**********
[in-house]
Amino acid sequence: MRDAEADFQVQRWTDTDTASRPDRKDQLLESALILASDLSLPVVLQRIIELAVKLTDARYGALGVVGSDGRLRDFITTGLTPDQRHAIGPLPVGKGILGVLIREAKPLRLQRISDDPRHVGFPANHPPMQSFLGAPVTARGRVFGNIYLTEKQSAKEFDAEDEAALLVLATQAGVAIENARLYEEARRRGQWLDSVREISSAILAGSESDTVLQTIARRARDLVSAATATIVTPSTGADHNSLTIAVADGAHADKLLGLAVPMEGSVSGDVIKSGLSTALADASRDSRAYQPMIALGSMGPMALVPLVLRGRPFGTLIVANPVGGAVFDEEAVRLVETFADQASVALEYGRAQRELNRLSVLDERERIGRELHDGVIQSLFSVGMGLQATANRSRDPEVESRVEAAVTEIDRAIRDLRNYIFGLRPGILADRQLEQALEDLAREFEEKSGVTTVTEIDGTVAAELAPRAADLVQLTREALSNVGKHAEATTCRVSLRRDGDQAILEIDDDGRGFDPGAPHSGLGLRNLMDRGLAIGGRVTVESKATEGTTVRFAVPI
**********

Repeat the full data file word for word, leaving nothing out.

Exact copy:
[in-house]
Amino acid sequence: MRDAEADFQVQRWTDTDTASRPDRKDQLLESALILASDLSLPVVLQRIIELAVKLTDARYGALGVVGSDGRLRDFITTGLTPDQRHAIGPLPVGKGILGVLIREAKPLRLQRISDDPRHVGFPANHPPMQSFLGAPVTARGRVFGNIYLTEKQSAKEFDAEDEAALLVLATQAGVAIENARLYEEARRRGQWLDSVREISSAILAGSESDTVLQTIARRARDLVSAATATIVTPSTGADHNSLTIAVADGAHADKLLGLAVPMEGSVSGDVIKSGLSTALADASRDSRAYQPMIALGSMGPMALVPLVLRGRPFGTLIVANPVGGAVFDEEAVRLVETFADQASVALEYGRAQRELNRLSVLDERERIGRELHDGVIQSLFSVGMGLQATANRSRDPEVESRVEAAVTEIDRAIRDLRNYIFGLRPGILADRQLEQALEDLAREFEEKSGVTTVTEIDGTVAAELAPRAADLVQLTREALSNVGKHAEATTCRVSLRRDGDQAILEIDDDGRGFDPGAPHSGLGLRNLMDRGLAIGGRVTVESKATEGTTVRFAVPI